Charity accountants around the world support the development of an international accounting standard for non-profit organisations, according to a report published today.
The report, entitled International Financial Reporting for the Not-for-Profit Sector, was commissioned by the Consultative Committee of Accountancy Bodies as part of a study into international accounting standards. The report is based on 605 consultation responses, mostly from charities, accountants and regulators, representing organisations working in 179 countries.
It found that 72 per cent of respondents favoured developing an international standard, compared to 14 per cent who opposed it.
It says approval for the idea is highest outside developed world countries which already have accounting systems for not-for-profit organisations, with 82 per cent of respondents in African countries supporting the idea.
It says there is currently “limited development” in most national frameworks towards a standard which was appropriate for not-for-profits.
“Particular issues exist for not-profit organisation financial reporting, such as non-exchange transactions, fund accounting issues, narrative reporting and the valuation of non-profit-organisation-specific assets,” the report says.
It also says much more work was needed to decide what sort of standard would be appropriate, and whether it should be mandatory or voluntary. But it says “the development of a formal international standard appears to command a good deal of interest”.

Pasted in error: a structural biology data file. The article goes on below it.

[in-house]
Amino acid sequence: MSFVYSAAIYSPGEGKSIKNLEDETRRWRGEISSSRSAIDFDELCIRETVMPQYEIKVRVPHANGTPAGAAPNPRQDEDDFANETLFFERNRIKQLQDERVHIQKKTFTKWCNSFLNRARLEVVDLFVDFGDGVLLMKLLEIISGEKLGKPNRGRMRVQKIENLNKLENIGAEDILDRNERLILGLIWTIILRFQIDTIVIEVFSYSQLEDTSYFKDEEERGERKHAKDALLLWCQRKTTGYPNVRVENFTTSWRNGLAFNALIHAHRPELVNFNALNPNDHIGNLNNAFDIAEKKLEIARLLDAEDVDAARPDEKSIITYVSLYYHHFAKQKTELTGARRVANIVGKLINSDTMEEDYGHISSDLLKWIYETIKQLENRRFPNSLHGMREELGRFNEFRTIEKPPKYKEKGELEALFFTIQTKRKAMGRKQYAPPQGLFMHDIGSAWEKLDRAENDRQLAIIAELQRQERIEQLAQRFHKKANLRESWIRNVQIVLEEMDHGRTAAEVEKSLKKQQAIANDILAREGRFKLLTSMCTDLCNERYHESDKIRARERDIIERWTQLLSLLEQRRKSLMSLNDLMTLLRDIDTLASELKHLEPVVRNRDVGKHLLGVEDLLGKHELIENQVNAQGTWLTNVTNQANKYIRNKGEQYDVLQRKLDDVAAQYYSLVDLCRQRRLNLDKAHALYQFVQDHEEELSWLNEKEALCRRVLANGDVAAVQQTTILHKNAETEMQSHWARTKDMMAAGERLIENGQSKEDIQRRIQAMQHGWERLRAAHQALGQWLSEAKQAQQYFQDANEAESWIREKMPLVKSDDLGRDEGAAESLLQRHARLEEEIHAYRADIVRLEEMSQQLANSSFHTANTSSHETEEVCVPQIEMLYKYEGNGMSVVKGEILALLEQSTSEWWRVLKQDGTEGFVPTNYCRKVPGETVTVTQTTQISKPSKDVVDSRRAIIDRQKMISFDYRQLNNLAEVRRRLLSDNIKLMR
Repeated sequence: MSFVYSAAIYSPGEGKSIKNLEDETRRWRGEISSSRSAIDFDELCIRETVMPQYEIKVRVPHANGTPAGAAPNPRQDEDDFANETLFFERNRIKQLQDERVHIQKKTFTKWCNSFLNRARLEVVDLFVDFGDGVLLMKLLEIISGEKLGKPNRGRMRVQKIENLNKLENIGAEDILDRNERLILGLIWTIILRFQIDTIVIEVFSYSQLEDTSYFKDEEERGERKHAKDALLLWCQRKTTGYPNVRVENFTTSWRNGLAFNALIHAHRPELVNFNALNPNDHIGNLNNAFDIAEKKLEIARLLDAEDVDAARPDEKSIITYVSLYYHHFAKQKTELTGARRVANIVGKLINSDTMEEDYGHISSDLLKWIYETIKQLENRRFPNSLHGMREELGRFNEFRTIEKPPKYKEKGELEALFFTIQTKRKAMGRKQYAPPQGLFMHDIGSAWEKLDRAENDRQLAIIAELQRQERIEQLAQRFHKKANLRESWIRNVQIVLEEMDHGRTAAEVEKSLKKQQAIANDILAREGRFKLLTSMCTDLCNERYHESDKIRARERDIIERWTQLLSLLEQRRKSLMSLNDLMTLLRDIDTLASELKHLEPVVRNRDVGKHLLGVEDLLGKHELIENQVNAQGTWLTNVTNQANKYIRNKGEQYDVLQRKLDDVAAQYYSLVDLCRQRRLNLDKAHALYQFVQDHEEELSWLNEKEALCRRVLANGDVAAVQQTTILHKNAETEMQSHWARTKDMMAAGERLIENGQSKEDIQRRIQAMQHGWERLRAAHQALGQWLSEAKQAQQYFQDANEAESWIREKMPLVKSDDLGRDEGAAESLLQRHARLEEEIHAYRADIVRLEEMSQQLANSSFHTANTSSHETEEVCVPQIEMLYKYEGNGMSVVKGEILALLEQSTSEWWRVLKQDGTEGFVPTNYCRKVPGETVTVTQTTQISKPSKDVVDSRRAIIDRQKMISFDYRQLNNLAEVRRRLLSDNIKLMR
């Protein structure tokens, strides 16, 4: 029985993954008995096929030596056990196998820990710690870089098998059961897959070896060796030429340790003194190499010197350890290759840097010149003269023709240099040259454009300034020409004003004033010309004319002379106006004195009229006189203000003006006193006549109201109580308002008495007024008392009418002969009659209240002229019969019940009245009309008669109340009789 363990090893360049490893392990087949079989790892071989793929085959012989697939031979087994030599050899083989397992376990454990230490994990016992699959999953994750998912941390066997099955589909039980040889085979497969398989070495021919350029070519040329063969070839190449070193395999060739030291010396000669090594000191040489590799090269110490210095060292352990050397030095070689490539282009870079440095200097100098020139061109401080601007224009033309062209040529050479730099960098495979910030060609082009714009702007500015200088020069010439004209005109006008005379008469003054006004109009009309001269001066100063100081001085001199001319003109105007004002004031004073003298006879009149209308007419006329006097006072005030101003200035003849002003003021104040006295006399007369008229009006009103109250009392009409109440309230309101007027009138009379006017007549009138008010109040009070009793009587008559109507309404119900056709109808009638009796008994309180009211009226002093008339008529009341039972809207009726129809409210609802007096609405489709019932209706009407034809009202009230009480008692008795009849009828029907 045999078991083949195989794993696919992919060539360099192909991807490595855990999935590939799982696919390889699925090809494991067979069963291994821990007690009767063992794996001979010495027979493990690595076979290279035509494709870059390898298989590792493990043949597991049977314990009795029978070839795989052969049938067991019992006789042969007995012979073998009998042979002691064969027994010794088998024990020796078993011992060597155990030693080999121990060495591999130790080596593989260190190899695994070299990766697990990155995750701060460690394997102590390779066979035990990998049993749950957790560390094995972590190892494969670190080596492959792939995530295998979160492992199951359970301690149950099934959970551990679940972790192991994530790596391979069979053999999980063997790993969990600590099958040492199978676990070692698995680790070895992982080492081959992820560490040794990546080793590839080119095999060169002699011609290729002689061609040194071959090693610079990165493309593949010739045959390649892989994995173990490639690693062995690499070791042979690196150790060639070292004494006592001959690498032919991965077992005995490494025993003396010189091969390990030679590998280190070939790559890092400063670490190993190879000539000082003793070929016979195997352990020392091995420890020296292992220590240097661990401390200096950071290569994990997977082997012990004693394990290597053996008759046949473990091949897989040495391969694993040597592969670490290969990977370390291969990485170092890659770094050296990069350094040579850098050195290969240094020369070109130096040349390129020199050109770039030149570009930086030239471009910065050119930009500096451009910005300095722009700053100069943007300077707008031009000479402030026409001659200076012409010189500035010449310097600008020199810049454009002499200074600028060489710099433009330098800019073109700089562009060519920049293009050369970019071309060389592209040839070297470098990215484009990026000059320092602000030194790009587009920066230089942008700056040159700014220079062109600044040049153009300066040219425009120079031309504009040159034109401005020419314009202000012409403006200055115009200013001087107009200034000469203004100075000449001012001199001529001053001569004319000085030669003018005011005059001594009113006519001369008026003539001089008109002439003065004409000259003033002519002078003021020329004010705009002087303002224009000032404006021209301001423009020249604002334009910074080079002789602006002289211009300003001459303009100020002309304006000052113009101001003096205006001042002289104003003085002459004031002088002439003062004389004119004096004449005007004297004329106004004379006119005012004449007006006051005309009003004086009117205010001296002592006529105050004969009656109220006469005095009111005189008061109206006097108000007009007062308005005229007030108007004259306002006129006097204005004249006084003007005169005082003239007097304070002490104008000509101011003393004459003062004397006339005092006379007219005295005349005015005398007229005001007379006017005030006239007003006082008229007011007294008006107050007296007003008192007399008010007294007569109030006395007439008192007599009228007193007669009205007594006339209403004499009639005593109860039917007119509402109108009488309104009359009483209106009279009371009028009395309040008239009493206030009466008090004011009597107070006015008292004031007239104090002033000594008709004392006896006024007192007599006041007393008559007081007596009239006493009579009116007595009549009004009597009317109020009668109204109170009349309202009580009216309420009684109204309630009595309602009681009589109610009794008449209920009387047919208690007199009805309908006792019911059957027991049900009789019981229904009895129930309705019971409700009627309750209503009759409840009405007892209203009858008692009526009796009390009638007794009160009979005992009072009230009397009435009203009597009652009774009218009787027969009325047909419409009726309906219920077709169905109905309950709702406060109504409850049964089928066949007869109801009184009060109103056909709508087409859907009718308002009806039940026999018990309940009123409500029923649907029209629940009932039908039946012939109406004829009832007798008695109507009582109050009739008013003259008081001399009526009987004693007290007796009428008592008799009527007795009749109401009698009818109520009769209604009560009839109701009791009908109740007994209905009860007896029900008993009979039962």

It says that if the standard is mandatory, one option would be to “constitute a new international standard setting body for the not-for-profit sector”, while another would be adapt existing financial standards, such as the international financial reporting standards which the standard for UK charities is based on
Ian Carruthers, chair of the CCAB study and director of policy at the Chartered Institute of Public Finance and Accountancy, said: “This report clearly demonstrates that there is desire for some kind of international standard for the not-for-profit sector, though further work is needed on what form this might take.
“Strengthening transparency and accountability, while potentially reducing costs through consistency in reporting requirements would go a long way in supporting non-profit organisations, donors and those they serve around the world.”
- Chris Harris wrote an update on this project for the Charity Finance Yearbook 2014. You can read the article here and click here to buy your copy of the Yearbook.